"Night of the Hawk" truly shines in another way: Kendra is finally an interesting character. She seems more confident, whip-smart, and even funny. On a more superficial note, her wardrobe is amazing — particularly the black dresses she wears in her major confrontations with Savage. And though I still think this new relationship with Ray feels forced, I was surprised to find Ciara Renée and Brandon Routh actually have a lot of chemistry. Or maybe it just feels like a lot compared to Kendra's relationship with Carter. This fling definitely feels like it has an expiration date, but Kendra and Ray are fun to watch as a married couple. And more important, she actually proves to be a valuable member of the team.
When Savage knocks on their door with a wife in tow, he's pretending not to recognize Kendra, of course. He won't kill her until she discovers her powers, but that doesn't mean he isn't a full-blown creep when they show up to the Knox-family shindig. While Ray checks out his home for anything suspicious, Savage starts asking her about past lives and gets way too close for comfort. I was struck by something Kendra said to him: "Fate is a prison. When free will is gone, what's left?" I like that Kendra is finally starting to think for herself, rather than be pulled in every direction by the men in her life.
Later, Ray sneaks into Savage's home — man, that Atom suit comes in handy, doesn't it? — while Kendra watches from a distance. He doesn't find any of the usual trappings you'd expect in a madman's secret lair, but he does find the ancient Egyptian blade that Kendra can use to kill him. Ray isn't all too fond of Kendra facing Savage alone, which feels less like a caring teammate and more like an overprotective boyfriend. Of course, the show proves Ray right; Kendra can't take down Savage on her own. Not yet, at least.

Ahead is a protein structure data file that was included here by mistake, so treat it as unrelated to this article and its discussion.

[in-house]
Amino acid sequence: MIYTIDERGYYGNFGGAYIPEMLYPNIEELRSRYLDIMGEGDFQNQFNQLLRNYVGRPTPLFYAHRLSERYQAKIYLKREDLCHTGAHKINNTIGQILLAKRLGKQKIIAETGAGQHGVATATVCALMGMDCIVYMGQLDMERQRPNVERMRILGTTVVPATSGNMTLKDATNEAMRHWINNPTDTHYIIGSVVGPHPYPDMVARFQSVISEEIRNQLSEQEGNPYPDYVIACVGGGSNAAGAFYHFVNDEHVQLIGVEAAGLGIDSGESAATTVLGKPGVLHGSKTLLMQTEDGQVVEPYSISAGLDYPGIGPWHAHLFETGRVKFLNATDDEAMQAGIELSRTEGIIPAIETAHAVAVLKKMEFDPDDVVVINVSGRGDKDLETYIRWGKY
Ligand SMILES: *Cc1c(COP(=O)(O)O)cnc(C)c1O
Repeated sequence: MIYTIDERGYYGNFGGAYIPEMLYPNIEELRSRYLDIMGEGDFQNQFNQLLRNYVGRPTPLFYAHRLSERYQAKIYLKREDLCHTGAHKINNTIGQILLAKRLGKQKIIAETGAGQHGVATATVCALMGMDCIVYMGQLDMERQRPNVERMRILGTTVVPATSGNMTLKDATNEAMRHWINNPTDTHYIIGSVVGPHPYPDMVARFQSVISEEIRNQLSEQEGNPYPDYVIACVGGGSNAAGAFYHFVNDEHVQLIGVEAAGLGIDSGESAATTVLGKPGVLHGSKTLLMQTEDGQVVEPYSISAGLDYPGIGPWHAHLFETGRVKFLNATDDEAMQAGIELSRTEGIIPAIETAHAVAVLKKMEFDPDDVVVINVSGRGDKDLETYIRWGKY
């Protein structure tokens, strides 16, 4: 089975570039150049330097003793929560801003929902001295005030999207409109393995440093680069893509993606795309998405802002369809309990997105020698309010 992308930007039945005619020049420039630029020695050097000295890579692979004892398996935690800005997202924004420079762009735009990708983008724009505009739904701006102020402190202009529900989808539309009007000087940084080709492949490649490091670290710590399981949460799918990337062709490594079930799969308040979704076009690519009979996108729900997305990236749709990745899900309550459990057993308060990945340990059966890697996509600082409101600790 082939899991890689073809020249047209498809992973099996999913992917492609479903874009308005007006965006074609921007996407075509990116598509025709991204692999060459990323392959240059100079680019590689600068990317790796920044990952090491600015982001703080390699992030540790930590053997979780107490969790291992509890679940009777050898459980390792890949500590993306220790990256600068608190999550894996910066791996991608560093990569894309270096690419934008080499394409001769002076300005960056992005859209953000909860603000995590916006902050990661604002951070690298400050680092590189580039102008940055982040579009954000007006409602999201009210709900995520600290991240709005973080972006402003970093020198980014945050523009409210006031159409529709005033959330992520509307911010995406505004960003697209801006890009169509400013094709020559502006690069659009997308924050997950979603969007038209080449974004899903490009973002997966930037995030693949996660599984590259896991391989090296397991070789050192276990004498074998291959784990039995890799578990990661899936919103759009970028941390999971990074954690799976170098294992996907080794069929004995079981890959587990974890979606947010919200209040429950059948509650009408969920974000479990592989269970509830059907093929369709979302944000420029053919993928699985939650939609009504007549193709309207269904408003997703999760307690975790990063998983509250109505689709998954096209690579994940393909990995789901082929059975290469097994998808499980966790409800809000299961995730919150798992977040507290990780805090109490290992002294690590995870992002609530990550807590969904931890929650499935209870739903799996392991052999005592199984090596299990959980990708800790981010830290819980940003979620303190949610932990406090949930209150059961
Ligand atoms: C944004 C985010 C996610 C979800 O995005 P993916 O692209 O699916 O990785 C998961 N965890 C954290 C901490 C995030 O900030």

With the rest of the team in place at the mental hospital, Kendra faces off with Savage in his office. At first, they keep up the pretense of not knowing each other. Kendra plays flirty. Savage kisses her passionately, which she uses as an opportunity to pop open her purse to get the blade. But somehow, he got to it without her noticing. I love that she doesn't back down and proceeds to give as good as she's getting in the fight. For the first time, Kendra feels like a real person. She's a pleasure to watch in ways we haven't seen. Unfortunately, Savage gets the upper hand and she has to be saved by Ray. Nevertheless, her confrontations with Savage are the episode's best, most tense scenes.
Savage's test subjects are wreaking havoc in the hospital. This puts Professor Stein and Leonard face-to-face with the mutated Jax. Leonard has an opportunity to kill Jax, but instead creates a diversion, which allows them to escape. After concocting a theory, Professor Stein uses gene therapy to reverse the effects of Savage's experiment. Everyone says their good-byes to 1958, and honestly, it seems like they've grown quite a bit.
Curiously, the episode doesn't give us any straight answers about Mick's fate. Did Leonard kill him? Jax apologizes about an earlier dig about him killing Mick, but we don't really know if he did. I can't imagine Leonard killing Mick, given their history and how important the character is to the show.
For a minute there, I thought we were going to get the most heartfelt ending in the show's short history. Kendra and Ray's relationship is stronger. Sara's romance has a sweet conclusion. Leonard is slowly embracing his role as a hero. And then things get ugly: While Professor Stein, Jax, Hunter, and Leonard are aboard The Waverider, Cronos attacks with much more powerful firepower than they're used to. He even manages to get onboard. Meanwhile, outside, as Ray, Kendra, and Sara walk up to the ship, it suddenly takes off without them. They're stranded. It's a strong cliffhanger to end on before Legends of Tomorrow takes a short hiatus. When the show returns on March 31, let's hope subsequent episodes build off of this one.